"A game-changer for the anthracite region": Plans, status outlined for Downtown Shenandoah innovation center
By Kaylee Lindenmuth
SHENANDOAH - Roughly 100 northern Schuylkill residents came out to a town hall meeting at Shenandoah Valley High School's auditorium outlining the plans and status of an innovation center planned for the former site of Davison's Furniture and Thunder Road.
Downtown Shenandoah, Inc. is at the forefront of the project, which would construct a four-level innovation and event center in the 100 block of North Main Street in a lot left vacant after fires destroyed the former Davison's Furniture around 2006 and Thunder Road first in that fire, and in another in 2012.
DSI officials, as well as the architects from Murphy & Dittenhafer Architects, York, York County, and from the Pennsylvania Downtown Center outlined the plans for the project, and where it stands today in terms of progress.
Bill Fontana, Executive Director of the PDC was first to speak, after a short introduction by DSI President Karen Kenderdine.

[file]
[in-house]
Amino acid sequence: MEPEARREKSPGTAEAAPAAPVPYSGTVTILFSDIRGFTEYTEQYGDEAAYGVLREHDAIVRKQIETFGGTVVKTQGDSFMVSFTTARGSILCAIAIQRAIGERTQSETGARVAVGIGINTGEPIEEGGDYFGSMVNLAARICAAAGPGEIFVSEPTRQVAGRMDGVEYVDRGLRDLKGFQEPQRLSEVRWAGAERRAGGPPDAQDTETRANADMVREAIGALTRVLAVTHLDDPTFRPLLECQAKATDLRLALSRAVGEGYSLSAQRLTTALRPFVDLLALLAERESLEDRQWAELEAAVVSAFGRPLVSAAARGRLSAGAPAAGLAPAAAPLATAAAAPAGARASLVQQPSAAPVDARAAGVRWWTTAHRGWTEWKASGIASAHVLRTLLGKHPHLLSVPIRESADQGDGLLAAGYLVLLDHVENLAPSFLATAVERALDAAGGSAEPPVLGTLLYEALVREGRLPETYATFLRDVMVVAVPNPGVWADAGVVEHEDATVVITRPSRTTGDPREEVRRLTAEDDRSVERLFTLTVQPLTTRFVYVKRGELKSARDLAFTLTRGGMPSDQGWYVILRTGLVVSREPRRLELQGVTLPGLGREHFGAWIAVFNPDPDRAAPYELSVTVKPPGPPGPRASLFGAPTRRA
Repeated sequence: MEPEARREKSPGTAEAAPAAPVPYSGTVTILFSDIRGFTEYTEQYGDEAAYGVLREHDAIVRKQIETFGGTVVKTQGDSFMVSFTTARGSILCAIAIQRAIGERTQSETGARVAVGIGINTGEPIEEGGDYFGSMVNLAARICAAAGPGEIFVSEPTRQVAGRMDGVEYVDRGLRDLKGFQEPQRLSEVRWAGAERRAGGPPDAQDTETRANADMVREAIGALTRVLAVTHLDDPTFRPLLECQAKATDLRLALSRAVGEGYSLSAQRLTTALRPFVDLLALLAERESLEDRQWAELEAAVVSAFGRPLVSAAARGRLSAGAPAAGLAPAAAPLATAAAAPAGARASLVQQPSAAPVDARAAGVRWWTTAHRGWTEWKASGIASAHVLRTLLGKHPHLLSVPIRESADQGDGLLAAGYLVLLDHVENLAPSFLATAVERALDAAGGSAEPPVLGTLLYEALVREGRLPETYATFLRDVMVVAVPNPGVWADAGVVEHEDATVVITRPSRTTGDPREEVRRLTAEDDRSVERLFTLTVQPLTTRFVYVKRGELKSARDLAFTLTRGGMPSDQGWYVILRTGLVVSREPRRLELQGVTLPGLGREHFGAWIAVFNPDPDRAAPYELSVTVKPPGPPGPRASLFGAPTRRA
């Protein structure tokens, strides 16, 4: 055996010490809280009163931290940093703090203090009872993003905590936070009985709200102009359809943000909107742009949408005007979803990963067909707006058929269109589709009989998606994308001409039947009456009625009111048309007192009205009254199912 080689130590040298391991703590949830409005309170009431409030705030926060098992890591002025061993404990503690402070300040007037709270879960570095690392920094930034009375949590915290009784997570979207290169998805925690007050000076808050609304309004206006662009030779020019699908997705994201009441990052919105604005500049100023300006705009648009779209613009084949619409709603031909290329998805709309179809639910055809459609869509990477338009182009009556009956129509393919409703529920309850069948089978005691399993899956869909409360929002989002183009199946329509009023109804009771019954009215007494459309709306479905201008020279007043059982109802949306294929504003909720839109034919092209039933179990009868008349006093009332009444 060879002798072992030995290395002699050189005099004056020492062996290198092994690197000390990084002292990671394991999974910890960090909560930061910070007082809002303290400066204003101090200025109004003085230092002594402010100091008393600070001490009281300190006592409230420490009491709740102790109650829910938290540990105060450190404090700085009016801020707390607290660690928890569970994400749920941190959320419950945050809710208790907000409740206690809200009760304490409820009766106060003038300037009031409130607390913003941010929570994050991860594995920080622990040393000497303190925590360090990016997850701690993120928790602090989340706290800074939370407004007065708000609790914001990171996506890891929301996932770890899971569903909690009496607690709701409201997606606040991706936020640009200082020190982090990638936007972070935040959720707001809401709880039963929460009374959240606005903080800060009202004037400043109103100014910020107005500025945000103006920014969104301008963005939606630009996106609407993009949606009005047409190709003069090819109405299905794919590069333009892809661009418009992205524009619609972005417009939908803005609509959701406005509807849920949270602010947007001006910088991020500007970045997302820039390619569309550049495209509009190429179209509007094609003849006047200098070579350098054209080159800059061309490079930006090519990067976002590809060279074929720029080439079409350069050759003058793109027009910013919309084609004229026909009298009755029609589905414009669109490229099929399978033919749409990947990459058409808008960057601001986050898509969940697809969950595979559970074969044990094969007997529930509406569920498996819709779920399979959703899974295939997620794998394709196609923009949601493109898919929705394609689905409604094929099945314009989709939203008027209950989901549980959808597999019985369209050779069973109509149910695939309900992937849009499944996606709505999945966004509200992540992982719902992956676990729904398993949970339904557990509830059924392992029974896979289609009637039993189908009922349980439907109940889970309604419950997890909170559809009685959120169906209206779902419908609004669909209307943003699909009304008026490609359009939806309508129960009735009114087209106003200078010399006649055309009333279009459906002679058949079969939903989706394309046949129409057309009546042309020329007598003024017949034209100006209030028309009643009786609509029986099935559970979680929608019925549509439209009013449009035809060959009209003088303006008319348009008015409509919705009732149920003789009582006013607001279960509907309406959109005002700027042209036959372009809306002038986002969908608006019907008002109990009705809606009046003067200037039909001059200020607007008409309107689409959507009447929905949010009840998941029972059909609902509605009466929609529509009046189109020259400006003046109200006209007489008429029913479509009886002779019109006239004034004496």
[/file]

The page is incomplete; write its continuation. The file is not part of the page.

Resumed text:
"It's not the kind of project we normally see in a smaller, more rural, old manufacturing/extractive industry kind of community, and we said there's a lot of work to do" said Fontana. "For the last year and six months, we have embarked on what we call a conceptual design phase."
Fontana noted that the presentation would outline the work of that phase and the work ahead.
"What we're going to present to you is the sort-of Taj Mahal version of what might go onto this site," said Fontana. "This is an extremely ambitious project. It has a significant price tag associated with it. There are lots of funding sources that will have to be put together for this to become a reality, and it will not happen without the participation of this community, and by that I don't mean simply the borough of Shenandoah. I mean the northern Schuylkill County region."
"But, if this comes to fruition -- when this comes to fruition -- this could be a game-changer for the anthracite region," Fontana continued, before introducing architect Frank Dittenhafer to outline the building plans.
Dittenhafer spoke about research the architects did prior to designing the building, both in visiting similar sites across the state, and researching the history of the Shenandoah area.